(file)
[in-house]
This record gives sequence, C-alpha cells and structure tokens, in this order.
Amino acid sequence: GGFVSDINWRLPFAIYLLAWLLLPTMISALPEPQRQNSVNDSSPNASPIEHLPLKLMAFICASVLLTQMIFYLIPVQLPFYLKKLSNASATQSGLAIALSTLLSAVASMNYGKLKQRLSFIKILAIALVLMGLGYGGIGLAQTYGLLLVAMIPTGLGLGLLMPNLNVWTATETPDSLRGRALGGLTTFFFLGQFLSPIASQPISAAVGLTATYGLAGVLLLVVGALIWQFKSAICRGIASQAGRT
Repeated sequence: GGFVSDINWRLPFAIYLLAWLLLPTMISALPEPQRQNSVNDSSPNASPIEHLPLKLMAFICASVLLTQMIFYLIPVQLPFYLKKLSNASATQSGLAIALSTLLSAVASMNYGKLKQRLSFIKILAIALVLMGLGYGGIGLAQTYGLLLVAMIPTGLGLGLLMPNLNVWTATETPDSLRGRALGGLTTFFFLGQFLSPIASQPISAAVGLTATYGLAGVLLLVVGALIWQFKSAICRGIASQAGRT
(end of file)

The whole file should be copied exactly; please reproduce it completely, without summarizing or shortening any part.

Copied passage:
[in-house]
This record gives sequence, C-alpha cells and structure tokens, in this order.
Amino acid sequence: GGFVSDINWRLPFAIYLLAWLLLPTMISALPEPQRQNSVNDSSPNASPIEHLPLKLMAFICASVLLTQMIFYLIPVQLPFYLKKLSNASATQSGLAIALSTLLSAVASMNYGKLKQRLSFIKILAIALVLMGLGYGGIGLAQTYGLLLVAMIPTGLGLGLLMPNLNVWTATETPDSLRGRALGGLTTFFFLGQFLSPIASQPISAAVGLTATYGLAGVLLLVVGALIWQFKSAICRGIASQAGRT
Repeated sequence: GGFVSDINWRLPFAIYLLAWLLLPTMISALPEPQRQNSVNDSSPNASPIEHLPLKLMAFICASVLLTQMIFYLIPVQLPFYLKKLSNASATQSGLAIALSTLLSAVASMNYGKLKQRLSFIKILAIALVLMGLGYGGIGLAQTYGLLLVAMIPTGLGLGLLMPNLNVWTATETPDSLRGRALGGLTTFFFLGQFLSPIASQPISAAVGLTATYGLAGVLLLVVGALIWQFKSAICRGIASQAGRT